"Call Me When It's Safe To Come Home" Mom Reads Letter

November 7th, 2018

Some kids know just how to turn a scary situation to their advantage. Just take the mom who found this note from her daughter.

“Dear Mom,” said the letter. “It is with great regret and sorrow that I’m writing you. I had to elope with my new boyfriend because I wanted to avoid a scene with Dad and you. I’ve been finding real passion with Ahmed and he is so nice-even with all his piercings, tattoos, beard, and his motorcycle clothes.”

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Business Woman Media Source: Business Woman Media

The letter quickly escalated into every parent’s worst nightmare.

The daughter went on to assure her mother that she and her new boyfriend have great plans in store. She casually drops some big news: There’s a grandchild on the way. But her parents shouldn’t worry, because they have a trailer in the woods and will support themselves by growing marijuana and trading it for some harder stuff.

And they shouldn’t concern themselves about that pesky STD, either. After all, at 15; she’s old enough to know what she wants.

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Isle of Hope News Source: Isle of Hope News

The real kicker comes at the very end.

“Mom, none of the above is true. I’m over at the neighbor’s house. I just wanted to remind you that there are worse things in life than my report card that’s in my desk center drawer. I love you! Call when it is safe for me to come home.”

It’s a gutsy move on behalf of a teenager who knew how to make the best of her situation. Hopefully, her parents laughed at her clever handling and didn’t give her too much grief over the report card.

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Families Source: Families

She knew exactly how to hit her parents where it hurts.

The sassy teen expertly targeted those classic parent fears: that their kids will get pregnant, experiment with drugs, or fall into “bad company.” It’s no wonder. Being a parent means worrying about your kids all the time. From the moment you know a baby is on the way (however they arrive), you’re going to start worrying.

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Parenting Source: Parenting

The worry starts from the very beginning.

Pregnant women are known for being complete worrywarts. Pregnancy means there are tons of things to keep track of, from taking prenatal vitamins to doing kick counts.

Movies might portray pregnancy as a time of happily decorating the nursery, having baby showers, and arguing over baby names. That’s not completely accurate.

The reality for most women is worrying constantly about their baby’s health and safety. It can be agonizing not to be able to check in on that growing baby. Nowadays, it’s common to see mothers-to-be anxiously scrolling through internet search results to find out if they’ve poisoned their growing baby with that third cup of coffee.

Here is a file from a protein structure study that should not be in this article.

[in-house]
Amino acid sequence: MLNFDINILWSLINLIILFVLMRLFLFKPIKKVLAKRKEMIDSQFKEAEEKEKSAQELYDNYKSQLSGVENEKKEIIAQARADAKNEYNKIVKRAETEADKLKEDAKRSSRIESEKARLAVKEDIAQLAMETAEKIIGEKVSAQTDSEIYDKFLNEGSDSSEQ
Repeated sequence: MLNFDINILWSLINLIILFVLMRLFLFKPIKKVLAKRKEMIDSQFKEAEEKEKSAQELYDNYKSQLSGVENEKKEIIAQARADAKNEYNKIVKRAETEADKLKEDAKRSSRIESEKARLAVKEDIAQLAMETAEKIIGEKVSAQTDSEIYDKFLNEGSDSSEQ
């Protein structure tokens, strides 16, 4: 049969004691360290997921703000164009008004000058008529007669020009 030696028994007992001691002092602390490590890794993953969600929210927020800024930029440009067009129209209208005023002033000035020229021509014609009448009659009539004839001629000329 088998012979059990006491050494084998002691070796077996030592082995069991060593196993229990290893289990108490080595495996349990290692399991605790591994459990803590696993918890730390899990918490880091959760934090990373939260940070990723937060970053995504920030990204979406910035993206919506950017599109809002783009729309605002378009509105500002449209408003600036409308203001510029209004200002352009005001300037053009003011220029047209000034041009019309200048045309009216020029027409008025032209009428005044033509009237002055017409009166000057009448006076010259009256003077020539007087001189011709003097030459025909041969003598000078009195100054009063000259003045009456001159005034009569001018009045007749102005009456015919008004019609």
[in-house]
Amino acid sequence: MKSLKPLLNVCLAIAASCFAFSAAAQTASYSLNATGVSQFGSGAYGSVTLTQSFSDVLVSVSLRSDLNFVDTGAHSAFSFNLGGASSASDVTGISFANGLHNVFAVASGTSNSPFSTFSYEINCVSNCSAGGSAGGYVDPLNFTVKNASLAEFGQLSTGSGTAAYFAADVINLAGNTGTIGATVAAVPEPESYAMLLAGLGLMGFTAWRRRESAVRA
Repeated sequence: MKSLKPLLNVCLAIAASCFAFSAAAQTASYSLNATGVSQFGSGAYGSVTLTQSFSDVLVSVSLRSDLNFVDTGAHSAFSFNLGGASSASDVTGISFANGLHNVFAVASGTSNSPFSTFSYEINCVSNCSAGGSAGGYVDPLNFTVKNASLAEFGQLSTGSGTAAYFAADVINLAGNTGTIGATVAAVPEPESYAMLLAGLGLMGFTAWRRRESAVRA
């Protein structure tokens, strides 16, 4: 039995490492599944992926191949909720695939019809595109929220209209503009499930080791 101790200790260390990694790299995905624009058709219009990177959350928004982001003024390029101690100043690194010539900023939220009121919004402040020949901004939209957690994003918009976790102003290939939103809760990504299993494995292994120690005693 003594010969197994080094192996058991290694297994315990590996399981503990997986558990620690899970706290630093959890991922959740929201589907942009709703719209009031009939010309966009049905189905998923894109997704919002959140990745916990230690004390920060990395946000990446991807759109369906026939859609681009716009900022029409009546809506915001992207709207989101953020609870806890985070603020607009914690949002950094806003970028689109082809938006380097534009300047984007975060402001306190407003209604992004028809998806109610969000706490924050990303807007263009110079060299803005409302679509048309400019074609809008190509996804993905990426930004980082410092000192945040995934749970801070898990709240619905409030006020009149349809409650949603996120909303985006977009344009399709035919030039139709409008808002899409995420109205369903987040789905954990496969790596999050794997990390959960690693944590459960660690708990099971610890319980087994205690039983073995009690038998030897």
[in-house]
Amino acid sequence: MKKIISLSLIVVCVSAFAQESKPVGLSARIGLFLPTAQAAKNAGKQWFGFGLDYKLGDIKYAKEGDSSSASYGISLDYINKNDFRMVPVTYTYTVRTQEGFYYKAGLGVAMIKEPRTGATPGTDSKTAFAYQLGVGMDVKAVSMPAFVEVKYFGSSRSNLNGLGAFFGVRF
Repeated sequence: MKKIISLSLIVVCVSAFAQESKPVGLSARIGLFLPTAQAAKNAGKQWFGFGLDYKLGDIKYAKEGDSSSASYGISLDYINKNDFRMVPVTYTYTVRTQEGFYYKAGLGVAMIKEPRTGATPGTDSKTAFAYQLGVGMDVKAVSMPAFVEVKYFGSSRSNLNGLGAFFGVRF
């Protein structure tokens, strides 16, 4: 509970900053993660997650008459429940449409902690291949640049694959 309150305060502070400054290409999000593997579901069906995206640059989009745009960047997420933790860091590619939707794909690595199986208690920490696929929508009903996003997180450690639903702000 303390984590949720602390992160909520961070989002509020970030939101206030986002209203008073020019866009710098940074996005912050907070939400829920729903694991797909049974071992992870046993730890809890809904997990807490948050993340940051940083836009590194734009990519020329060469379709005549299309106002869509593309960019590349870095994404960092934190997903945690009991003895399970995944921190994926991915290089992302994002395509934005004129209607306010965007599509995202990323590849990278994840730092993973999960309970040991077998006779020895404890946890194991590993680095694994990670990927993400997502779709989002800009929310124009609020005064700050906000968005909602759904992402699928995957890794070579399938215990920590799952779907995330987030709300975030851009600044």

Unfortunately, the worry doesn’t end when the baby arrives. There are so many things to think about that have never crossed your mind before. It seems almost unbelievable that they’ll actually make it through babyhood without falling out of a window, getting smothered by a blanket, or being electrocuted by an outlet.

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One Class Source: One Class

If you think it ends when they get older, think again.

The worry develops in new ways as kids grow up and learn to be independent. Every new milestone seems to cause stress.

Parents have normal worries, like whether their child will be able to make friends at school or whether they will be bullied (statistics say 28 percent of children in grades 6 to 12 experience bullying). They also have some less realistic worries, like whether their child will be kidnapped (only 0.0000000001417 percent of children are).

In fact, parents report still worrying about their adult children. When they are little, they worry about them getting along with friends or falling down stairs. When kids are grown up, however, parents find themselves just as invested as ever.

“They forge their way, all just outside of your helping reach,” Susan Engel wrote in The New York Times. “Then, when bad things happen, they need you like crazy, but you discover that the kind of help you’ve spent 25 years learning how to give is no longer helpful.”

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Good Housekeeping Source: Good Housekeeping

Let’s hope the story of the teen who wrote that note ended in laughter and not house arrest.

Knowing all of this, it is pretty clever how a 15-year-old girl took advantage of her parents’ natural concern for her. She saw her opportunity in a bad report card (which many parents also worry about) and decided to go big or go home.

With any luck, her snarky letter reminded her parents just how lucky they are to have a daughter who isn’t making bad choices … but needs to pay better attention in class.

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Source: Positive Outlooks, Todays Parent, A Secure Life, Parents, New York Times